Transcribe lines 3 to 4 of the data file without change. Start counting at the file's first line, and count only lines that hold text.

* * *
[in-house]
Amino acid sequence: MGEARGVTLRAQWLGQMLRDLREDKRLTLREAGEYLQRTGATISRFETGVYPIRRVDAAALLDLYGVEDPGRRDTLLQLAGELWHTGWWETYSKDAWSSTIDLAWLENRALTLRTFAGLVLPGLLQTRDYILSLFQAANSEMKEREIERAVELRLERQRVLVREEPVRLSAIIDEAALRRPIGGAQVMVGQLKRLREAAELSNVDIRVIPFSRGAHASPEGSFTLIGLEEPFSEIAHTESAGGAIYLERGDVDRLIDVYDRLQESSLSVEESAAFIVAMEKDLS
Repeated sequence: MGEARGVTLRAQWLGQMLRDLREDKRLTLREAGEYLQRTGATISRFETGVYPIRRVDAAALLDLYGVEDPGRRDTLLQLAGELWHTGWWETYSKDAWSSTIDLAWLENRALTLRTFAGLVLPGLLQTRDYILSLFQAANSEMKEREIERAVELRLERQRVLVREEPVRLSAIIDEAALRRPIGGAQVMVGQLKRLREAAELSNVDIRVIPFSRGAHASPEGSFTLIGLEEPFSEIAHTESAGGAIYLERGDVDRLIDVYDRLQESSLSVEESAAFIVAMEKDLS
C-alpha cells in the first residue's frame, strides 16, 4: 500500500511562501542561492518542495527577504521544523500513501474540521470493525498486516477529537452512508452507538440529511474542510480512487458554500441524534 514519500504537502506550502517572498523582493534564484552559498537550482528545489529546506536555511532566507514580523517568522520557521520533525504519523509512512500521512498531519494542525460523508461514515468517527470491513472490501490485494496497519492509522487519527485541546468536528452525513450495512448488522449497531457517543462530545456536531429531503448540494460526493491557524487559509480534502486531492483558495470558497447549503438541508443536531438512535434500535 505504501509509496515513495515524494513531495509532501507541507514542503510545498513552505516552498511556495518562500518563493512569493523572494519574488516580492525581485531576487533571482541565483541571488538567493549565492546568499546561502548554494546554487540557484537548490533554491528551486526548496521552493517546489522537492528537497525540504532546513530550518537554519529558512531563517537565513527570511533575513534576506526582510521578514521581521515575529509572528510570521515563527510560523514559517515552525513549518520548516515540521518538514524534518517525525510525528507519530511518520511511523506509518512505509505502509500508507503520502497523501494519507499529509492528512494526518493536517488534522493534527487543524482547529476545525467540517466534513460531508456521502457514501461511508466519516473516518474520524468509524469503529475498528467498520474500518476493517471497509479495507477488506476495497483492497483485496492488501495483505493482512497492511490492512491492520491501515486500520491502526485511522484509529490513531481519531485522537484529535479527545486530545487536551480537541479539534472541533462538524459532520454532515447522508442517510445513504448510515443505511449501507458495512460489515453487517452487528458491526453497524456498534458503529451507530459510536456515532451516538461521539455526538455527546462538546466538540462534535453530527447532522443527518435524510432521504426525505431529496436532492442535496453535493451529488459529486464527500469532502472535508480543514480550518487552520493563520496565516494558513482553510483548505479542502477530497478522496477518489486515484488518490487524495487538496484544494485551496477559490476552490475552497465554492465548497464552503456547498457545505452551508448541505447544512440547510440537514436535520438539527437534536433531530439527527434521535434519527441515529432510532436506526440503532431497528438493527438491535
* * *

Repeated sequence: MGEARGVTLRAQWLGQMLRDLREDKRLTLREAGEYLQRTGATISRFETGVYPIRRVDAAALLDLYGVEDPGRRDTLLQLAGELWHTGWWETYSKDAWSSTIDLAWLENRALTLRTFAGLVLPGLLQTRDYILSLFQAANSEMKEREIERAVELRLERQRVLVREEPVRLSAIIDEAALRRPIGGAQVMVGQLKRLREAAELSNVDIRVIPFSRGAHASPEGSFTLIGLEEPFSEIAHTESAGGAIYLERGDVDRLIDVYDRLQESSLSVEESAAFIVAMEKDLS
C-alpha cells in the first residue's frame, strides 16, 4: 500500500511562501542561492518542495527577504521544523500513501474540521470493525498486516477529537452512508452507538440529511474542510480512487458554500441524534 514519500504537502506550502517572498523582493534564484552559498537550482528545489529546506536555511532566507514580523517568522520557521520533525504519523509512512500521512498531519494542525460523508461514515468517527470491513472490501490485494496497519492509522487519527485541546468536528452525513450495512448488522449497531457517543462530545456536531429531503448540494460526493491557524487559509480534502486531492483558495470558497447549503438541508443536531438512535434500535 505504501509509496515513495515524494513531495509532501507541507514542503510545498513552505516552498511556495518562500518563493512569493523572494519574488516580492525581485531576487533571482541565483541571488538567493549565492546568499546561502548554494546554487540557484537548490533554491528551486526548496521552493517546489522537492528537497525540504532546513530550518537554519529558512531563517537565513527570511533575513534576506526582510521578514521581521515575529509572528510570521515563527510560523514559517515552525513549518520548516515540521518538514524534518517525525510525528507519530511518520511511523506509518512505509505502509500508507503520502497523501494519507499529509492528512494526518493536517488534522493534527487543524482547529476545525467540517466534513460531508456521502457514501461511508466519516473516518474520524468509524469503529475498528467498520474500518476493517471497509479495507477488506476495497483492497483485496492488501495483505493482512497492511490492512491492520491501515486500520491502526485511522484509529490513531481519531485522537484529535479527545486530545487536551480537541479539534472541533462538524459532520454532515447522508442517510445513504448510515443505511449501507458495512460489515453487517452487528458491526453497524456498534458503529451507530459510536456515532451516538461521539455526538455527546462538546466538540462534535453530527447532522443527518435524510432521504426525505431529496436532492442535496453535493451529488459529486464527500469532502472535508480543514480550518487552520493563520496565516494558513482553510483548505479542502477530497478522496477518489486515484488518490487524495487538496484544494485551496477559490476552490475552497465554492465548497464552503456547498457545505452551508448541505447544512440547510440537514436535520438539527437534536433531530439527527434521535434519527441515529432510532436506526440503532431497528438493527438491535